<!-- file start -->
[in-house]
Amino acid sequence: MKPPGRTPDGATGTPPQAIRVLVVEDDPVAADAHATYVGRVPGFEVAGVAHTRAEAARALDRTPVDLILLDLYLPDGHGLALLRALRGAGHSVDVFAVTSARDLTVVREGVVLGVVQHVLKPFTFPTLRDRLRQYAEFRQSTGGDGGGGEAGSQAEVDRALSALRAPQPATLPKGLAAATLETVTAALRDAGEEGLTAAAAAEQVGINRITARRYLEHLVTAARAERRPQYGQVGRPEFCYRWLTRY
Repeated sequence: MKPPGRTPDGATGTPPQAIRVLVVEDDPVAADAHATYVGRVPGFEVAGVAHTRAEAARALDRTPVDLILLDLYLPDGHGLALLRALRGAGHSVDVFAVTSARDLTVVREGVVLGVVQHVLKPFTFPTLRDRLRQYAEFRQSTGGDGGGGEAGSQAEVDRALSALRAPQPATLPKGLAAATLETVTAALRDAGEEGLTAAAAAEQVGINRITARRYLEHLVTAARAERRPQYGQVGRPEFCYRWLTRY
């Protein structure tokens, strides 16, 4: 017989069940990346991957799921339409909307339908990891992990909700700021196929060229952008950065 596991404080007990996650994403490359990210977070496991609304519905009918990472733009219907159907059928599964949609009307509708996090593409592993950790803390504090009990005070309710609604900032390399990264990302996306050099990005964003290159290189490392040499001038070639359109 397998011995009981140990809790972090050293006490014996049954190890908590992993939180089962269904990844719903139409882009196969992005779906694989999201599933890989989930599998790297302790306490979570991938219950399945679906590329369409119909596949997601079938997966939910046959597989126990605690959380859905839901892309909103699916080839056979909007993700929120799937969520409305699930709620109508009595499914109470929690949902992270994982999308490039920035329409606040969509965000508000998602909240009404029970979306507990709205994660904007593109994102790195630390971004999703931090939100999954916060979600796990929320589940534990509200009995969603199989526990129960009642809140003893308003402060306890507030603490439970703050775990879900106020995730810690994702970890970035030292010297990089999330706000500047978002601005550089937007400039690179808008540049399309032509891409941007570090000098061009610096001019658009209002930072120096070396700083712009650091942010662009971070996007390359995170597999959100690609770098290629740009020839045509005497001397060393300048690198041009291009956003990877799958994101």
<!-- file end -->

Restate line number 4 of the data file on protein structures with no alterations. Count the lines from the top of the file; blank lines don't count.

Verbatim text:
């Protein structure tokens, strides 16, 4: 017989069940990346991957799921339409909307339908990891992990909700700021196929060229952008950065 596991404080007990996650994403490359990210977070496991609304519905009918990472733009219907159907059928599964949609009307509708996090593409592993950790803390504090009990005070309710609604900032390399990264990302996306050099990005964003290159290189490392040499001038070639359109 397998011995009981140990809790972090050293006490014996049954190890908590992993939180089962269904990844719903139409882009196969992005779906694989999201599933890989989930599998790297302790306490979570991938219950399945679906590329369409119909596949997601079938997966939910046959597989126990605690959380859905839901892309909103699916080839056979909007993700929120799937969520409305699930709620109508009595499914109470929690949902992270994982999308490039920035329409606040969509965000508000998602909240009404029970979306507990709205994660904007593109994102790195630390971004999703931090939100999954916060979600796990929320589940534990509200009995969603199989526990129960009642809140003893308003402060306890507030603490439970703050775990879900106020995730810690994702970890970035030292010297990089999330706000500047978002601005550089937007400039690179808008540049399309032509891409941007570090000098061009610096001019658009209002930072120096070396700083712009650091942010662009971070996007390359995170597999959100690609770098290629740009020839045509005497001397060393300048690198041009291009956003990877799958994101």